March 23, 2000

FOR IMMEDIATE RELEASE

WASHINGTON -- The American Civil Liberties Union today urged members of Congress to open their eyes to the unseen dangers presented by the government's zeal to create a federal database of DNA from people suspected of violating the law.

"While DNA databases may be useful to identify criminals, I am skeptical that we will ward off the temptation to expand their use," said Barry Steinhardt, Associate Director of the ACLU. "In the last ten years alone we have gone from collecting DNA only from convicted sex offenders to now including people who have been arrested but never convicted of a crime. 

"There have even been proposals to store newborns' DNA for future use by law enforcement," Steinhardt added. "Although we have already entered the realm of the 'Brave New World,' it is not too late to turn back." 

Steinhardt's comments came in testimony before the House Judiciary Committee's Subcommittee on Crime, which is considering three different proposals to establish rules and funding for CODIS, the federal DNA database. 

The ACLU urged the committee to ensure that any proposal it adopts include measures to guarantee that only persons convicted of serious violent felonies have their DNA entered into CODIS (the Combined Offender DNA Index System), that criminal defendants have access to DNA testing to establish their innocence and that the government destroy the physical sample used to provide DNA. 

"While the FBI would like us to believe that the samples will never be used for anything besides catching criminals, the sad truth is that unless the samples are destroyed at some point they will be used improperly," Steinhardt said.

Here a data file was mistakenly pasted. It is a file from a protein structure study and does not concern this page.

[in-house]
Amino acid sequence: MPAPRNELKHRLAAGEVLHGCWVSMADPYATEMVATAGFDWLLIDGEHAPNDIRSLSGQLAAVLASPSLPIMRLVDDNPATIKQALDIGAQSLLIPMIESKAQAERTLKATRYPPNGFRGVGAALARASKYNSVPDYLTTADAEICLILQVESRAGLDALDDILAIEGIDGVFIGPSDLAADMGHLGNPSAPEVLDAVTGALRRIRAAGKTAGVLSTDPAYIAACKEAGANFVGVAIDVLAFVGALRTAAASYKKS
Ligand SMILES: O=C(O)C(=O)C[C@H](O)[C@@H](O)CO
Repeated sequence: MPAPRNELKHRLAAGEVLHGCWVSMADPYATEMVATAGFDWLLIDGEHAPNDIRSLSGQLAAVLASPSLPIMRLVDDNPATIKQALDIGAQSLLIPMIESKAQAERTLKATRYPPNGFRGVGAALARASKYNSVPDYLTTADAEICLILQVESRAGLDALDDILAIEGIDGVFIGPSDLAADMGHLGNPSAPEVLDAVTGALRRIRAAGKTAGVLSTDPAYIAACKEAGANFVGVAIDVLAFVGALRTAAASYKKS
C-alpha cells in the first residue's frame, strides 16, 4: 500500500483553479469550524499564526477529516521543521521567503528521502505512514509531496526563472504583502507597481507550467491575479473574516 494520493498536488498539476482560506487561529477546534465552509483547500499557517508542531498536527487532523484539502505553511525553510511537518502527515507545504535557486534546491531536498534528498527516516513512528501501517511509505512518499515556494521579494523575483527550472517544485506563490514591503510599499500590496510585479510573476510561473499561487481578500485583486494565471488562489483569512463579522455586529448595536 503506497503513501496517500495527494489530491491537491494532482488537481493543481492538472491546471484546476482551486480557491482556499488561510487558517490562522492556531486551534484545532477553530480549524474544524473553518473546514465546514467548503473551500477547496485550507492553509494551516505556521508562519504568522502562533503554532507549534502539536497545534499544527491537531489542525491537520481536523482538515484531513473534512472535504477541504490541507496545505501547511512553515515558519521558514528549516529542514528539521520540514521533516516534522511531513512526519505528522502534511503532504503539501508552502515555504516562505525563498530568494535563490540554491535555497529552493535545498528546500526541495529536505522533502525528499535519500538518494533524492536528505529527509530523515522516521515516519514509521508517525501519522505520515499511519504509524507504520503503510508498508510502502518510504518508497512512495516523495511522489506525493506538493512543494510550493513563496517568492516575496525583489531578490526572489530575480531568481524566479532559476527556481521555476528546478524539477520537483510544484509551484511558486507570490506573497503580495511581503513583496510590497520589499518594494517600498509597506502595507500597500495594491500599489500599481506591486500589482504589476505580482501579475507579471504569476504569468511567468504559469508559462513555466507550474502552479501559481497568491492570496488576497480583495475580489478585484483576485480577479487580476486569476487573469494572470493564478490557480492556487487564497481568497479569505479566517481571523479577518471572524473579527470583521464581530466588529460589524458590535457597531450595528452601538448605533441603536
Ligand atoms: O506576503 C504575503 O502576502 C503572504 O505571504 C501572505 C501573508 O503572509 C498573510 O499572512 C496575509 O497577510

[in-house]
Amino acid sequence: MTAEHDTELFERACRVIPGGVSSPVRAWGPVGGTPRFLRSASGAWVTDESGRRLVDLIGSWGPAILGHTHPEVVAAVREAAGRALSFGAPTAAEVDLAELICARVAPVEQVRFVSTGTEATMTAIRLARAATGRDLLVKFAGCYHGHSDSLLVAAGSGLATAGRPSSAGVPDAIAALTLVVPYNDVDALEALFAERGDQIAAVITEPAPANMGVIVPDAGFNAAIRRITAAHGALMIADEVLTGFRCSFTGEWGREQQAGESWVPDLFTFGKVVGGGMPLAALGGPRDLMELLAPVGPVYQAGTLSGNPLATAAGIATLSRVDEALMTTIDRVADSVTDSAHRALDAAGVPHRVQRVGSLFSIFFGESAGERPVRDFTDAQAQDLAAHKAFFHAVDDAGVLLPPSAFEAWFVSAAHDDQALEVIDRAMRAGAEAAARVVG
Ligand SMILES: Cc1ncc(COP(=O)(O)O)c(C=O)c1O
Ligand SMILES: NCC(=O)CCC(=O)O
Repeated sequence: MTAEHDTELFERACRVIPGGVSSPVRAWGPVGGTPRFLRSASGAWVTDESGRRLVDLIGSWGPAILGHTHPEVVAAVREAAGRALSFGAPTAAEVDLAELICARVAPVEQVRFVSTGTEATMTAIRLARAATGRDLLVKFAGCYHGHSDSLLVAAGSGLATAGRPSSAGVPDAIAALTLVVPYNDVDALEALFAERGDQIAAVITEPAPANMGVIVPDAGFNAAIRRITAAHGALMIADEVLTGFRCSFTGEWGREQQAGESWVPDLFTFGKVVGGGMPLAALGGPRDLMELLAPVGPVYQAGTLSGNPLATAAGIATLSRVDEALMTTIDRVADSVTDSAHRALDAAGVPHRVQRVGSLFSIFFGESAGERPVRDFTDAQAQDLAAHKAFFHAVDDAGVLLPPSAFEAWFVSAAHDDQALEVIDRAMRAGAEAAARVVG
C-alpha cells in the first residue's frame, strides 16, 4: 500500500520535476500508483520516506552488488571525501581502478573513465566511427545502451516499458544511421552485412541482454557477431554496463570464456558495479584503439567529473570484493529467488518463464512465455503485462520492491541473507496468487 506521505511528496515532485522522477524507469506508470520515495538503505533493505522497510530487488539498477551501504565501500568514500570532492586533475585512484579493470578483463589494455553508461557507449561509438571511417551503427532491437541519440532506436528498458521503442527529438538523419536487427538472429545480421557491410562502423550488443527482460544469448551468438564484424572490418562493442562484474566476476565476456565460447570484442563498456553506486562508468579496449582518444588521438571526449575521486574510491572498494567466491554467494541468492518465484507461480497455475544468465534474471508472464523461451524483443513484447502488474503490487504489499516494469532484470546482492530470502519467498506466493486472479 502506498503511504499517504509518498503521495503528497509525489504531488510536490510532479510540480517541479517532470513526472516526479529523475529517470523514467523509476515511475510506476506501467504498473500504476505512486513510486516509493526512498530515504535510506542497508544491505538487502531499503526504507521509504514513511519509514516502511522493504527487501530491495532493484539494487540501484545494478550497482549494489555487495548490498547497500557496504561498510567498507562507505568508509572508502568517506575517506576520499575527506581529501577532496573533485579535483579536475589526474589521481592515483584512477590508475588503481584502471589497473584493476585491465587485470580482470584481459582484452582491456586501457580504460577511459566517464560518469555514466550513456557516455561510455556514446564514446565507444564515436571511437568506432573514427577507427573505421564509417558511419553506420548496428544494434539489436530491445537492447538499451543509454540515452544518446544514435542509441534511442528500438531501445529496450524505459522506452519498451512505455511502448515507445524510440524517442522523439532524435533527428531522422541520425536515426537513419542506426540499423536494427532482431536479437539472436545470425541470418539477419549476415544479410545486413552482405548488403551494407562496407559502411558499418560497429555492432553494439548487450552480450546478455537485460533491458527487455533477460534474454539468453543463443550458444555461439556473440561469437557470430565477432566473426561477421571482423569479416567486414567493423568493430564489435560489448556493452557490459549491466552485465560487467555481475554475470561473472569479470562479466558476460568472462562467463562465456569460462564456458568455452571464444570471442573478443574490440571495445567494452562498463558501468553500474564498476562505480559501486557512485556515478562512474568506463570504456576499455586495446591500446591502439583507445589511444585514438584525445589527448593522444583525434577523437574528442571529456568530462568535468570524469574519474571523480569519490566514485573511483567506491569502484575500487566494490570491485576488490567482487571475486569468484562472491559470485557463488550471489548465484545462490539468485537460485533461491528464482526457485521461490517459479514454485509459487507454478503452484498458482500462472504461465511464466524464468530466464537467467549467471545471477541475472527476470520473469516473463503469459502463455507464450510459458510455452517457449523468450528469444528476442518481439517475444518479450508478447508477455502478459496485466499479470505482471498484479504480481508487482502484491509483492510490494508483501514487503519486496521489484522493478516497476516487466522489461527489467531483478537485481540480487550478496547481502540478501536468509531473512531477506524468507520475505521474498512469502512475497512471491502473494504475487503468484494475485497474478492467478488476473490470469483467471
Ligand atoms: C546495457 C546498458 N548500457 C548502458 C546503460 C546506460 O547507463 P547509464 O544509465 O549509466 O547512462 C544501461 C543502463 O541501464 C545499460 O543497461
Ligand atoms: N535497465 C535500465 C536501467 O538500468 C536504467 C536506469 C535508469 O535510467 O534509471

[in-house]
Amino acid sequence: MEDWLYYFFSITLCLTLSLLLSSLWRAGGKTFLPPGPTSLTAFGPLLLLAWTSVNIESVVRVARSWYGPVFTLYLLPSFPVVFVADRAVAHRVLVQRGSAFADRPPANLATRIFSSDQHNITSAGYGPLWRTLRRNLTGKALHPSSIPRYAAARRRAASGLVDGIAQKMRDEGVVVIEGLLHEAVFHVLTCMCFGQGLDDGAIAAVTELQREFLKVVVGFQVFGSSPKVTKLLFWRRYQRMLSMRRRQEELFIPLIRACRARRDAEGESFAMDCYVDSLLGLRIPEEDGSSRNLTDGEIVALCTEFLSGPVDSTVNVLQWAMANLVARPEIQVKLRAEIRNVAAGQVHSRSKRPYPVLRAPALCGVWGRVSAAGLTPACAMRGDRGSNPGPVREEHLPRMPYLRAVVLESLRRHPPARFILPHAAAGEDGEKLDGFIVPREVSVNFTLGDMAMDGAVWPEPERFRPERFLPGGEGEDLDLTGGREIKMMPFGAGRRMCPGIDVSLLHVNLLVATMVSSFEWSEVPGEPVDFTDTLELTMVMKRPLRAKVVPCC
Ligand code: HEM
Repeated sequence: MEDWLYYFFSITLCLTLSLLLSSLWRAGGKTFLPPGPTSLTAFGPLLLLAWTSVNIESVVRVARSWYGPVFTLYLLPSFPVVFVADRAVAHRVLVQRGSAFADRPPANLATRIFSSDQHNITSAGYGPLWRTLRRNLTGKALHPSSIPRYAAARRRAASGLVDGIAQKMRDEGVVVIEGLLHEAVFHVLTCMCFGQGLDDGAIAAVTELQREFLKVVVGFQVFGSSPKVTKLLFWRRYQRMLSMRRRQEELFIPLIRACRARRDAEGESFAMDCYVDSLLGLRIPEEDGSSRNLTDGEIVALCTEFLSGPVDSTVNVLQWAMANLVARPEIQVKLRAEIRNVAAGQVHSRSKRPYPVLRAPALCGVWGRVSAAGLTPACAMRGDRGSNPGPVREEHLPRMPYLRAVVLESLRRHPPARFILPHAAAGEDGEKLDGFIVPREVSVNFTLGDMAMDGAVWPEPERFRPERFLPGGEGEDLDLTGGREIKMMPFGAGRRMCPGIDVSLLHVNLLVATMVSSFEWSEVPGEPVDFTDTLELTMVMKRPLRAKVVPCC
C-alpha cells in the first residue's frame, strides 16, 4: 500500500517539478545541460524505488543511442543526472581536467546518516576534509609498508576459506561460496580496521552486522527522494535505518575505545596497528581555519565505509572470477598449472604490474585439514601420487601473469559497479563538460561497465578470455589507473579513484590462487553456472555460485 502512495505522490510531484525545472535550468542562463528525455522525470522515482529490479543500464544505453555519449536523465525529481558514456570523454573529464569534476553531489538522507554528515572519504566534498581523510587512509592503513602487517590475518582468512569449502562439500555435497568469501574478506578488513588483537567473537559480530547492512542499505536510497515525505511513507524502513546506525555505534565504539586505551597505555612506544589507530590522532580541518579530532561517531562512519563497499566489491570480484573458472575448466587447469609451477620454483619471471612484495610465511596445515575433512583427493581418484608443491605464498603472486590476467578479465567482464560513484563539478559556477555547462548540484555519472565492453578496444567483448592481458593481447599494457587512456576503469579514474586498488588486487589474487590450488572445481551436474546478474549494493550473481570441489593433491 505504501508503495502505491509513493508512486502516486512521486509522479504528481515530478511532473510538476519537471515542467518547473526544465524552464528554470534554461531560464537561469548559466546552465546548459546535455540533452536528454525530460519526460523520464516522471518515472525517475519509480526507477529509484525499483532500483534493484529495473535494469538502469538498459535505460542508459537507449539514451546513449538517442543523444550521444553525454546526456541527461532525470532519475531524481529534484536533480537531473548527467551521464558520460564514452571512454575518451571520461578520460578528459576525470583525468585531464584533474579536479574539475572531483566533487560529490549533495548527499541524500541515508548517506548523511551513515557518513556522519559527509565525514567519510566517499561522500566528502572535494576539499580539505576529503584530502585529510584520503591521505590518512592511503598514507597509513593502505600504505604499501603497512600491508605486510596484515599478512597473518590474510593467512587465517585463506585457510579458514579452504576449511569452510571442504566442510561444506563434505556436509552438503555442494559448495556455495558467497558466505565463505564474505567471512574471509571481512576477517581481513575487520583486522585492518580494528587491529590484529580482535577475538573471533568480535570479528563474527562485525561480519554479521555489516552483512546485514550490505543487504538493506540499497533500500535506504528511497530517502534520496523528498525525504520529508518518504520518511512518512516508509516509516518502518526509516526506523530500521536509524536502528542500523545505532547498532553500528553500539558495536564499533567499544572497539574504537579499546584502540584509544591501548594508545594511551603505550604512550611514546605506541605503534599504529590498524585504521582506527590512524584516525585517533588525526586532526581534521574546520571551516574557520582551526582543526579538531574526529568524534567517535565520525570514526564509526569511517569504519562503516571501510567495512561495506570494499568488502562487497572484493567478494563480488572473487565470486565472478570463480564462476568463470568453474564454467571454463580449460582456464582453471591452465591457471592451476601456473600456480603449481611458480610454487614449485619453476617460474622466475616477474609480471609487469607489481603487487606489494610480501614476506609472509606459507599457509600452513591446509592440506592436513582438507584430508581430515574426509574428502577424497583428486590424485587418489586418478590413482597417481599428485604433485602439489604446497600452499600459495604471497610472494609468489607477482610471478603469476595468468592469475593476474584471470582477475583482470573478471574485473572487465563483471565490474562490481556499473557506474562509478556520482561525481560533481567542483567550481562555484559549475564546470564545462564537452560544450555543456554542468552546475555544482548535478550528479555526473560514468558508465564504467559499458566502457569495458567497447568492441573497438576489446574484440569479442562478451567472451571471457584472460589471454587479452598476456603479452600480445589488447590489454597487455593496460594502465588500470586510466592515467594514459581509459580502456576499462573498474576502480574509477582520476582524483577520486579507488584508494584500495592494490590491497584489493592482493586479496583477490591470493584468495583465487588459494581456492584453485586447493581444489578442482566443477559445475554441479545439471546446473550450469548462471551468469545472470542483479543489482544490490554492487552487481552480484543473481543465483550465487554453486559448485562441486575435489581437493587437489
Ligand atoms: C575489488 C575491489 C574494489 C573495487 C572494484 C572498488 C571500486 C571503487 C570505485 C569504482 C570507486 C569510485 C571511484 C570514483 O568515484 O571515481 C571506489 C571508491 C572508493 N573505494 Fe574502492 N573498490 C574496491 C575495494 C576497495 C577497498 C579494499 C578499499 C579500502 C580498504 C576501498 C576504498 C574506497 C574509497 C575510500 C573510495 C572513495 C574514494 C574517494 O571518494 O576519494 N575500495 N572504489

The Department of Defense, for example, has collected about three million samples from service personnel, purportedly to identify remains of a soldier killed on duty. Yet it not only keeps those samples long after the individual has left the military, it refuses to write rules denying third parties access to the records. 

"Proponents of DNA databases argue that they can be used to prove someone's innocence just as easily as guilt. Sadly this does not hold true in the numerous states that refuse to allow people convicted of crimes access to DNA testing that might exonerate them," Steinhardt said. "It is only fair that criminal defendants be given the opportunity to use DNA technology that was not previously available." 

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